Race for third
The race is on! Maurer has secured his victory but now the real race begins for second and third place. With 34km to goal and a Night Pass in his pocket Maxime Pinot’s podium looks secure. All he has to do is put one foot in front of the other for six or seven hours and second place is his.
But the battle for third just got really interesting. It’s no longer a two-way fight between Guschlbauer and Outters but a three way struggle after the young Swiss athlete Patrick von Känel just joined the fray with a spectacular day of flying.
As of 8pm, Guschlbauer and Outters were on the ground and neck and neck with 114km to go while von Känel is still flying just eight kilometers behind them.
The three have all made great distances both in the air and on the ground as they crossed the Ecrins mountain range, bagged Monte Viso and now head towards Cheval Blanc.
Guschlbauer has today hiked 35km and flown 155km. Outters on the other hand has hiked 30km but flown 204km. But just see what the youngster from Switzerland has pulled off. He’s hiked only 19km today, but flown 283km. Remember, this is a guy who’s exceeded 500km in a paraglider (in Brazil). He is very dangerous in the air.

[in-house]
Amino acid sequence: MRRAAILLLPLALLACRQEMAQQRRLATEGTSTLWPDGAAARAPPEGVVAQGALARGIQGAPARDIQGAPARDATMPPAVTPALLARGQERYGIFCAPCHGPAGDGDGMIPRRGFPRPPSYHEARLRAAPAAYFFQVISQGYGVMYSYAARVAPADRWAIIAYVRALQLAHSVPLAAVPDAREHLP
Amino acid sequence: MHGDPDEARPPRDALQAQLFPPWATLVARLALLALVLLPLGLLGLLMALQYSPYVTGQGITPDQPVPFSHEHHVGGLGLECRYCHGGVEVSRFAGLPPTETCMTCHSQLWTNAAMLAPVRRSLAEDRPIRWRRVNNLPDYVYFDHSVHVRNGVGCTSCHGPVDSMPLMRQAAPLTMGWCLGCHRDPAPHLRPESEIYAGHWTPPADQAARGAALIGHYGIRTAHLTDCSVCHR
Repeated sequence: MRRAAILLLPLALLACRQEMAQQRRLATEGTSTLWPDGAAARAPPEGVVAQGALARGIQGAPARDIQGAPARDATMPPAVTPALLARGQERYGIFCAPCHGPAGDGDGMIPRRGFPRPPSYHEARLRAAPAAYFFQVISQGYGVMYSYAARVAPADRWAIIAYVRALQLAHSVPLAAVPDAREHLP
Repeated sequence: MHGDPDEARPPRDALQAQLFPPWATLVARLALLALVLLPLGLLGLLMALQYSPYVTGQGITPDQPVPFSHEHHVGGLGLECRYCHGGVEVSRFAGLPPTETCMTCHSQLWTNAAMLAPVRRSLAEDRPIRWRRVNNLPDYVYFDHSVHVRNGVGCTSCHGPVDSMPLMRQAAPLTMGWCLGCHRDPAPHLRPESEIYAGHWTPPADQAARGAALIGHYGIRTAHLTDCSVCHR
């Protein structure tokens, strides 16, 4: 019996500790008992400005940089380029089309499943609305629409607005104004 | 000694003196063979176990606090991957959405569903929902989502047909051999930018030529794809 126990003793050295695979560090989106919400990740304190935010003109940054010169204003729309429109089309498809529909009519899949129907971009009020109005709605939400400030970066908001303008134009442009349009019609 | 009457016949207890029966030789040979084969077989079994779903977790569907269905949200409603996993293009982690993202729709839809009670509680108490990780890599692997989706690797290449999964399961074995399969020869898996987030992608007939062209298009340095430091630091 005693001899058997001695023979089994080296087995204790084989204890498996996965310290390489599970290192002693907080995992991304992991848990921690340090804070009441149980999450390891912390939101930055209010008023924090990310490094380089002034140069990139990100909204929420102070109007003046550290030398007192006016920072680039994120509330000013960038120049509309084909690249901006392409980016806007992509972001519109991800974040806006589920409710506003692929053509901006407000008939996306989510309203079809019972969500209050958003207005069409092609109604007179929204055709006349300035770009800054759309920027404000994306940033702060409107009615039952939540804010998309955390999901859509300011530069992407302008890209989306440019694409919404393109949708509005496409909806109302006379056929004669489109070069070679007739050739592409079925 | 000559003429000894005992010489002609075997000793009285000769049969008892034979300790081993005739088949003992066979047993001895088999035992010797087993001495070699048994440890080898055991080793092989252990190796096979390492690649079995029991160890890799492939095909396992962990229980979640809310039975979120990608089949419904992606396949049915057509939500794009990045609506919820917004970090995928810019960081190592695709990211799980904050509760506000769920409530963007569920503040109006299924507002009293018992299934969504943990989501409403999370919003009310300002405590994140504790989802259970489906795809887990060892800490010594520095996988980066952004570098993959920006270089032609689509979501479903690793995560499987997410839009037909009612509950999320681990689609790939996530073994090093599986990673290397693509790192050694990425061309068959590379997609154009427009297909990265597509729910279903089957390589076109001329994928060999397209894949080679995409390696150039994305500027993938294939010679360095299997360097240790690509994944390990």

He is now a serious challenger for third and could cause a huge upset to both Guschlbauer and Outters’s plans. With just over a day and a half left of racing, anything could yet happen.
Further back in the field, athletes have been enjoying mixed days. Marko Hrgetic (HRV), in 20th, told us: “Such a stable day that you can't even stay in the air. Zero wind, zero thermals. Going up for another bombout.” Meanwhile, Gavin McClurg (USA1) in 14th, reports: “Worst damn flying conditions I've ever seen. I'll take thunderstorms and gust fronts and snow over this stable soup! 3600m of climbing, four flights, and I've heard my vario beep once.”
But athletes still seem to be enjoying the experience. Despite lying in 17th place, New Zealand’s Nick Neynens told us this morning that he’s having a great race and enjoying the spectacular scenery every day.
Simon Oberrauner, currently in 9th place and battling tiredness and various issues, is still upbeat: “Every day is still a blessing. I love the race. I can still push. I’m still okay. I just want to be there until end.”
In fact the robustness of athletes this year is something that race officials have noticed. “I had a call with the race doctor this morning and he told me that he is amzed by the development of athletes’ performance,” race co-founder Ulrich Grill reported. “It has improved massively over the last editions. Normally at this satage we weould have 10 athletes or so already out.” So far only Antoine Girard has retired voluntarily.
Follow the race for the podium and for the finish line on Live Tracking!